If we are going to achieve the challenging target of a zero carbon Bristol by 2030, we need to have the practicalities uppermost in mind. Some radical, fundamental changes will be needed, so we’ve got to have as many people as possible on board.
If we don’t have an intense period of public engagement and the building up of two-way social learning about the actions needed to tackle climate change then there won’t be ownership of the problems and potential solutions. If we don’t have engagement and ownership then targets and timescales will be commonly seen as imposed, they will generate a significant backlash and action on climate change would be enacted by fewer people and organisations.
Action would be slowed and less effective – or we might even go backwards and make problems more entrenched, just as we have in the past. In addition to targets and timescales consistent with moving towards sustainability we need a process of change that is sustainable.
My experience over several decades of campaigning tells me we need engagement throughout society. In particular; avoid or minimise situations where politicians and their parties aren’t fully aware of the implications of what they have signed up to. All parties told me 35 years ago when I began green campaigning that they were committed to tackling air pollution but we still have polluted, unhealthy air and the council has recently twice missed deadlines to send its plans to central government.
We need to eliminate or reduce signing up to targets and timescales just for short term political gain, with little or no intention to act to achieve them. All the parties now signed up to zero carbon Bristol said they were committed to sustainable development more than 30 years ago when the Brundtland Report was published, but look where we are now.
Furthermore, we must avoid the adoption of contradictory, incoherent policies and actions. For example, wanting both a zero carbon city and the expansion of Bristol Airport, the building of new roads and large car parks and building over green spaces that absorb carbon and on which we can grow local food. In addition it’s no good the council taking all the action it can if individuals, businesses and central government aren’t acting in concert and supportively, giving Bristol the powers and the money needed.
Good levels of public awareness of and active support for the kind of measures needed must be generated, with their associated costs and benefits, not just the relatively low hanging fruit of being more energy efficient but also those tasks that have been much harder, such as travelling far less by car and far more by walking, by bike and by public transport.
Additionally, avoid plans, documents and agreements that do not address the fundamental drivers of unsustainability, especially the way we do our politics and what we count as economic progress and success. We had the Green City plan in the early 1990s, Bristol Local Agenda 21 years a bit later and, in more recent years, Bristol was European Green Capital. But while this has brought some welcome developments, Bristol still has an ecological footprint three times its land area.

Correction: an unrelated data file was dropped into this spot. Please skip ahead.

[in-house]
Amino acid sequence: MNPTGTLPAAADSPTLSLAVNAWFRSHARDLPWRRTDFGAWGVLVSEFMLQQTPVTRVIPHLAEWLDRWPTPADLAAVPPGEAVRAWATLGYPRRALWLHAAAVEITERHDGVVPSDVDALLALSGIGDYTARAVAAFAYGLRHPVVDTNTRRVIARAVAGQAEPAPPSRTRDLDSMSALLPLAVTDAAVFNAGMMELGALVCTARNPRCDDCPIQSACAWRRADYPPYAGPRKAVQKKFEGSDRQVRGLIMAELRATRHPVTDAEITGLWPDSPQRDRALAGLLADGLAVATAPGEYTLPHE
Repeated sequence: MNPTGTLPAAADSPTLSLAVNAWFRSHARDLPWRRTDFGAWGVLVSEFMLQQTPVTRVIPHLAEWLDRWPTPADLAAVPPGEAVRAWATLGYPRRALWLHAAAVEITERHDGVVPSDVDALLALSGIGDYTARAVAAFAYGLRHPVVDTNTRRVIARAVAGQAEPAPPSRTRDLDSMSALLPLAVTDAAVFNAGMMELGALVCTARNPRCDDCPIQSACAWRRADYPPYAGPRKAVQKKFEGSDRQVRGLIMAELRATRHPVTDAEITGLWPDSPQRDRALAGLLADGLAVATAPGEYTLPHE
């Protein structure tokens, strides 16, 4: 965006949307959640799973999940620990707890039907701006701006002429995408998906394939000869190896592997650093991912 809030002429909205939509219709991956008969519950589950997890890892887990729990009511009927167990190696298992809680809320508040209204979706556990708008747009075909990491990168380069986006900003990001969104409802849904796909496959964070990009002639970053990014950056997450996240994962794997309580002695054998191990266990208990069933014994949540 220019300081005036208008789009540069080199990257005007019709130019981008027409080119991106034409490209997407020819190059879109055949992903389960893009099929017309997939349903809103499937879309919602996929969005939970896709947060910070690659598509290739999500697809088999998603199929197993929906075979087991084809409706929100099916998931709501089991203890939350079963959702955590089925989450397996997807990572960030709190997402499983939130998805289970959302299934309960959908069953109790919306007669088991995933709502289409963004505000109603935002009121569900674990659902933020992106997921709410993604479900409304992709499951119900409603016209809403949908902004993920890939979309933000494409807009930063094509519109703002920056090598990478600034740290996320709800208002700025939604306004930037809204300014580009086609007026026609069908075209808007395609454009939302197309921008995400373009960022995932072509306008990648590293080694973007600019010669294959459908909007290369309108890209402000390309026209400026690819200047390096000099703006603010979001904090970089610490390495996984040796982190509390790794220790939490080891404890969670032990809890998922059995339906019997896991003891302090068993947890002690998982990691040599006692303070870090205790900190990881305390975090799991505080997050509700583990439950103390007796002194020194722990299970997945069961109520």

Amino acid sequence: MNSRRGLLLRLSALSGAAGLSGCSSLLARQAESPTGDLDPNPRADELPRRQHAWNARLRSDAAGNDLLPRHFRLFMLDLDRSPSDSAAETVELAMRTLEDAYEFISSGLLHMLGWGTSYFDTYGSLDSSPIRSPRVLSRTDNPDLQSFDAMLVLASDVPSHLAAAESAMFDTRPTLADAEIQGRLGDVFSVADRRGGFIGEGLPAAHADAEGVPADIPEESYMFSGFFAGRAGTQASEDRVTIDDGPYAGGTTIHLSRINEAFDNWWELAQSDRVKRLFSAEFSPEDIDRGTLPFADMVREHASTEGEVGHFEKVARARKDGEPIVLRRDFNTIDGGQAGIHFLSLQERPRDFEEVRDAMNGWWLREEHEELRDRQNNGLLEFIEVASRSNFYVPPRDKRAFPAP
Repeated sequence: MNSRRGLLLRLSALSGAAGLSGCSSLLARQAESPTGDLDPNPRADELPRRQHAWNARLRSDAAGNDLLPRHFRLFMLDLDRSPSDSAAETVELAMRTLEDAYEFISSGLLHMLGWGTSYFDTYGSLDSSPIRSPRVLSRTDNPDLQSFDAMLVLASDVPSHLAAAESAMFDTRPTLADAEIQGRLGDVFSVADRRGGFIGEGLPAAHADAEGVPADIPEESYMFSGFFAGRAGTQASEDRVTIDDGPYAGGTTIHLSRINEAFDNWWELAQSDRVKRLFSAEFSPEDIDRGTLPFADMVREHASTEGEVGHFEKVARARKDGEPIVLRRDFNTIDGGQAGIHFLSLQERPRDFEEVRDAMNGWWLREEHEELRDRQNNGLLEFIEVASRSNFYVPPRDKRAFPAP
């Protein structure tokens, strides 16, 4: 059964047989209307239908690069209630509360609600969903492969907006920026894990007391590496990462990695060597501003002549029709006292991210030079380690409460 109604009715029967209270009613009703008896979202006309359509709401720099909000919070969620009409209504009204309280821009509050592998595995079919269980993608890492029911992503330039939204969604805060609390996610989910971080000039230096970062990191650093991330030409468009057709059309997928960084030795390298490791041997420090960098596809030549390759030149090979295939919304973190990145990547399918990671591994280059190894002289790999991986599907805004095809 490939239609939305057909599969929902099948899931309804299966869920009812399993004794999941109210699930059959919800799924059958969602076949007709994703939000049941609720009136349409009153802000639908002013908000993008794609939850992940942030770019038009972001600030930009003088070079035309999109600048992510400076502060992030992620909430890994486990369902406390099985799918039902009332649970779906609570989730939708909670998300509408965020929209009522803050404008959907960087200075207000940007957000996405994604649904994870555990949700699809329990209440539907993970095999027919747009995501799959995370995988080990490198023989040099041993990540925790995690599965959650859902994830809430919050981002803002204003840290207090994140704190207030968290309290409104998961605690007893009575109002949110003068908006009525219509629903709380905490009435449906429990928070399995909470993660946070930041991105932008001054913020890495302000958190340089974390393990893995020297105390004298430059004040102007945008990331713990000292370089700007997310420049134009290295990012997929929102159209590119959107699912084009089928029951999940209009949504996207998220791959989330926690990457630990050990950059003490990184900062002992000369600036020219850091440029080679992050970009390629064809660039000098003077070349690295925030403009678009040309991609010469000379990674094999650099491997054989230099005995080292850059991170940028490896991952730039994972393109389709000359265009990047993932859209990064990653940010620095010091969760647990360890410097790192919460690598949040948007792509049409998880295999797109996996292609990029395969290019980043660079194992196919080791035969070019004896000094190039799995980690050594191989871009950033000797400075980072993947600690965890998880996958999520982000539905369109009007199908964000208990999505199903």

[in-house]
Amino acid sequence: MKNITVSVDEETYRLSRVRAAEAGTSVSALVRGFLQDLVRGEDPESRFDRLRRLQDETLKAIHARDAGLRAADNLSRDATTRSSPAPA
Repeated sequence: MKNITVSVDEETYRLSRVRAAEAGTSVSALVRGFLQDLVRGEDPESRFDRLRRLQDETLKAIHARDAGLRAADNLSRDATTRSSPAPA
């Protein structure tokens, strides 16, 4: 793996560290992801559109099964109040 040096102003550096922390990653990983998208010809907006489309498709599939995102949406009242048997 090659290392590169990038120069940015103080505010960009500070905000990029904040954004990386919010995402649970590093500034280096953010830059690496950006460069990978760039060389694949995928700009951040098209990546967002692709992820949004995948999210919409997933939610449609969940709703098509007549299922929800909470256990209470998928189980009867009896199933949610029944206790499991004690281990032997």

We must establish an ongoing, flourishing process of two-way social learning about the actions needed – because making a city like Bristol zero carbon has not been done before. Cooperatively form and enact plans and actions, with ongoing monitoring and adjustment – because it’s a very tough target and timescale and we will need to keep a close eye on our progress and hold each other to account.
Really engaging means and open exchange of ideas; establishing mutual understanding; providing effective, timely information; promoting trust; highlighting decision-making processes; dealing with complex, possibly controversial issues; obtaining unique insights; serving each other. The best engagement develops a common view, a sense of purpose – and allows communities to take control and set agendas. This is the way to learn to live better lives and take us towards sustainability in a sustainable way.
Bristol cannot become a zero carbon city on its own. We need widespread engagement throughout the whole of society, to a level that creates a critical mass to keep change going. I applaud anyone who gets involved and tries to make a difference, especially the school pupils and students striking recently. However, we have to go well beyond protests and marches and have engagement involving individuals, civil society, business and the state the like of which we have not seen before. Let the school strikes be a spark for unprecedented engagement to tackle climate change. The kind of ‘consultations’ currently conducted by local and central government are certainly not genuine and certainly not what I am referring to. If there was a critical mass to tackle climate change on the scale and at the pace needed it would already be happening – but it is not and so we need to focus on getting it.
Glenn Vowles is an environmental ethics and politics blogger at Sustainable Cities, Sustainable World, an environmental management and science tutor at the Open University, sustainability advocate for 35 years and three times parliamentary candidate in Bristol.